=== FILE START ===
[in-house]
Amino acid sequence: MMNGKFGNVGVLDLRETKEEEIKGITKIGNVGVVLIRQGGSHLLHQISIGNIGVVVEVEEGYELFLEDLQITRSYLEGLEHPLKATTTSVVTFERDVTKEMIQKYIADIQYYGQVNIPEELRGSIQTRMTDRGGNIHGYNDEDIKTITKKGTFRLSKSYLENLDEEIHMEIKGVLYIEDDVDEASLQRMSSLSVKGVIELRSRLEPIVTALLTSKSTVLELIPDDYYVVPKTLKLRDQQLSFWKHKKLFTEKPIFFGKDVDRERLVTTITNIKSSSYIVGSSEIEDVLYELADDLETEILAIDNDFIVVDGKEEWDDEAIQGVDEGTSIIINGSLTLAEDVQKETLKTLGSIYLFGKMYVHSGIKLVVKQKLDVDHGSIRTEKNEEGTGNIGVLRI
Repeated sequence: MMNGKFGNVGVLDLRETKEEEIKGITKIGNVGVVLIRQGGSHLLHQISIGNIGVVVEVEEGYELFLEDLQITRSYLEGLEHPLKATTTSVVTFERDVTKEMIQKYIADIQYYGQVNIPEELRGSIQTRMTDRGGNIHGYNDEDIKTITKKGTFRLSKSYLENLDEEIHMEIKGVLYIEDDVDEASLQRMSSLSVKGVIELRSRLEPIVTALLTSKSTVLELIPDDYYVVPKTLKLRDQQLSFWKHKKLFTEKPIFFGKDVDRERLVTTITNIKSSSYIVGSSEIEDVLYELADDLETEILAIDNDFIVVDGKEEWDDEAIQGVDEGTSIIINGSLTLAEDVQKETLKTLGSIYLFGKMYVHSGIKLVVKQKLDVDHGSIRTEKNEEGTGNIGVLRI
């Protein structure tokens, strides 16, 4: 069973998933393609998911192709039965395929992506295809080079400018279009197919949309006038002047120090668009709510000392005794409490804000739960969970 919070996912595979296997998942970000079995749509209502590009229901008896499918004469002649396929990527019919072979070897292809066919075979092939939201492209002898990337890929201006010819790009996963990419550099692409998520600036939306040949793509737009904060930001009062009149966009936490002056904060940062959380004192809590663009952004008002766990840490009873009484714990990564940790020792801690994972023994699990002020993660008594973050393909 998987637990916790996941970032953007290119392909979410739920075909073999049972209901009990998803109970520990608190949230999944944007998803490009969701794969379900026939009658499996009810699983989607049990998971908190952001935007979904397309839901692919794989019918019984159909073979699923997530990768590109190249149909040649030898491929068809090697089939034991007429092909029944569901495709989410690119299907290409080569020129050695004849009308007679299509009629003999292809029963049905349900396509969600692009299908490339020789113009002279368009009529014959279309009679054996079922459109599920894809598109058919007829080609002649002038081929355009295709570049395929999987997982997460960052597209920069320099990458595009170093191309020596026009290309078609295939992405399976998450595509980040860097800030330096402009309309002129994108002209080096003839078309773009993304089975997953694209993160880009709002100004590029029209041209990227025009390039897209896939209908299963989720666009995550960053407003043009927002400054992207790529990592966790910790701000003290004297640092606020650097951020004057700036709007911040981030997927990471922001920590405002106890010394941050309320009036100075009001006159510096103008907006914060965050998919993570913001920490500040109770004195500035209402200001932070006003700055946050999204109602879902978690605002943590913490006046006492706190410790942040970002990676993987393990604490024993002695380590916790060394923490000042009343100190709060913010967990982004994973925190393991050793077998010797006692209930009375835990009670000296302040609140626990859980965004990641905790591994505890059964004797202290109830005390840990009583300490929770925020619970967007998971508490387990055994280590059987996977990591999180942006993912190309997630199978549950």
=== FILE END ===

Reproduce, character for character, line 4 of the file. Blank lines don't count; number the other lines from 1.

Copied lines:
């Protein structure tokens, strides 16, 4: 069973998933393609998911192709039965395929992506295809080079400018279009197919949309006038002047120090668009709510000392005794409490804000739960969970 919070996912595979296997998942970000079995749509209502590009229901008896499918004469002649396929990527019919072979070897292809066919075979092939939201492209002898990337890929201006010819790009996963990419550099692409998520600036939306040949793509737009904060930001009062009149966009936490002056904060940062959380004192809590663009952004008002766990840490009873009484714990990564940790020792801690994972023994699990002020993660008594973050393909 998987637990916790996941970032953007290119392909979410739920075909073999049972209901009990998803109970520990608190949230999944944007998803490009969701794969379900026939009658499996009810699983989607049990998971908190952001935007979904397309839901692919794989019918019984159909073979699923997530990768590109190249149909040649030898491929068809090697089939034991007429092909029944569901495709989410690119299907290409080569020129050695004849009308007679299509009629003999292809029963049905349900396509969600692009299908490339020789113009002279368009009529014959279309009679054996079922459109599920894809598109058919007829080609002649002038081929355009295709570049395929999987997982997460960052597209920069320099990458595009170093191309020596026009290309078609295939992405399976998450595509980040860097800030330096402009309309002129994108002209080096003839078309773009993304089975997953694209993160880009709002100004590029029209041209990227025009390039897209896939209908299963989720666009995550960053407003043009927002400054992207790529990592966790910790701000003290004297640092606020650097951020004057700036709007911040981030997927990471922001920590405002106890010394941050309320009036100075009001006159510096103008907006914060965050998919993570913001920490500040109770004195500035209402200001932070006003700055946050999204109602879902978690605002943590913490006046006492706190410790942040970002990676993987393990604490024993002695380590916790060394923490000042009343100190709060913010967990982004994973925190393991050793077998010797006692209930009375835990009670000296302040609140626990859980965004990641905790591994505890059964004797202290109830005390840990009583300490929770925020619970967007998971508490387990055994280590059987996977990591999180942006993912190309997630199978549950």